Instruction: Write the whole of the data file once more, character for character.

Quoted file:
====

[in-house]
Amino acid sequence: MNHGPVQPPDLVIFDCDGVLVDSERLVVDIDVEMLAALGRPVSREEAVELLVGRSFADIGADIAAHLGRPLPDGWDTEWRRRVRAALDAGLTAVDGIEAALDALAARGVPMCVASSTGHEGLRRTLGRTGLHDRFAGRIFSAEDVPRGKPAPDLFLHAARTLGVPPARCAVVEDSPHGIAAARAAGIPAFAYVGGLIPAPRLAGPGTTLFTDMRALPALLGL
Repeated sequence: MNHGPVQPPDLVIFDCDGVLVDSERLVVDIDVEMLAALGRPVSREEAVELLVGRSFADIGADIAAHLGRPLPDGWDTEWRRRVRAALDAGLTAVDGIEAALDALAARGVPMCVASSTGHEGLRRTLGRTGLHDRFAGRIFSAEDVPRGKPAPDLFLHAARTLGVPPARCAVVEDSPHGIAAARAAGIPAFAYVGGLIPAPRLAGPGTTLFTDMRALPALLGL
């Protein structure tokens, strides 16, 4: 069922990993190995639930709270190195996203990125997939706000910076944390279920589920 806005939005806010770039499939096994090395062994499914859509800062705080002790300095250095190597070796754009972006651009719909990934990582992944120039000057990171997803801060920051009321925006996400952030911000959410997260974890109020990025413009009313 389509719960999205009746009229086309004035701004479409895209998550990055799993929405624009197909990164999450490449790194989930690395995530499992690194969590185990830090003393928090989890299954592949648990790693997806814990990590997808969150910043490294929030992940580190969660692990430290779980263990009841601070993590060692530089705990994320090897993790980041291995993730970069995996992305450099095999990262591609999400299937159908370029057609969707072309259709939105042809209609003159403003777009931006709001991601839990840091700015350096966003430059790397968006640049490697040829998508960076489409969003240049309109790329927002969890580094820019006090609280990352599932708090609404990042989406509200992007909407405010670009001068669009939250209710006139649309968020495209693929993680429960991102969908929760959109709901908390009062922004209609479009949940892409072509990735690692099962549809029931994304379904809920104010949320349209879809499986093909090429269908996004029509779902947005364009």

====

[in-house]
Amino acid sequence: MNHGPVQPPDLVIFDCDGVLVDSERLVVDIDVEMLAALGRPVSREEAVELLVGRSFADIGADIAAHLGRPLPDGWDTEWRRRVRAALDAGLTAVDGIEAALDALAARGVPMCVASSTGHEGLRRTLGRTGLHDRFAGRIFSAEDVPRGKPAPDLFLHAARTLGVPPARCAVVEDSPHGIAAARAAGIPAFAYVGGLIPAPRLAGPGTTLFTDMRALPALLGL
Repeated sequence: MNHGPVQPPDLVIFDCDGVLVDSERLVVDIDVEMLAALGRPVSREEAVELLVGRSFADIGADIAAHLGRPLPDGWDTEWRRRVRAALDAGLTAVDGIEAALDALAARGVPMCVASSTGHEGLRRTLGRTGLHDRFAGRIFSAEDVPRGKPAPDLFLHAARTLGVPPARCAVVEDSPHGIAAARAAGIPAFAYVGGLIPAPRLAGPGTTLFTDMRALPALLGL
């Protein structure tokens, strides 16, 4: 069922990993190995639930709270190195996203990125997939706000910076944390279920589920 806005939005806010770039499939096994090395062994499914859509800062705080002790300095250095190597070796754009972006651009719909990934990582992944120039000057990171997803801060920051009321925006996400952030911000959410997260974890109020990025413009009313 389509719960999205009746009229086309004035701004479409895209998550990055799993929405624009197909990164999450490449790194989930690395995530499992690194969590185990830090003393928090989890299954592949648990790693997806814990990590997808969150910043490294929030992940580190969660692990430290779980263990009841601070993590060692530089705990994320090897993790980041291995993730970069995996992305450099095999990262591609999400299937159908370029057609969707072309259709939105042809209609003159403003777009931006709001991601839990840091700015350096966003430059790397968006640049490697040829998508960076489409969003240049309109790329927002969890580094820019006090609280990352599932708090609404990042989406509200992007909407405010670009001068669009939250209710006139649309968020495209693929993680429960991102969908929760959109709901908390009062922004209609479009949940892409072509990735690692099962549809029931994304379904809920104010949320349209879809499986093909090429269908996004029509779902947005364009």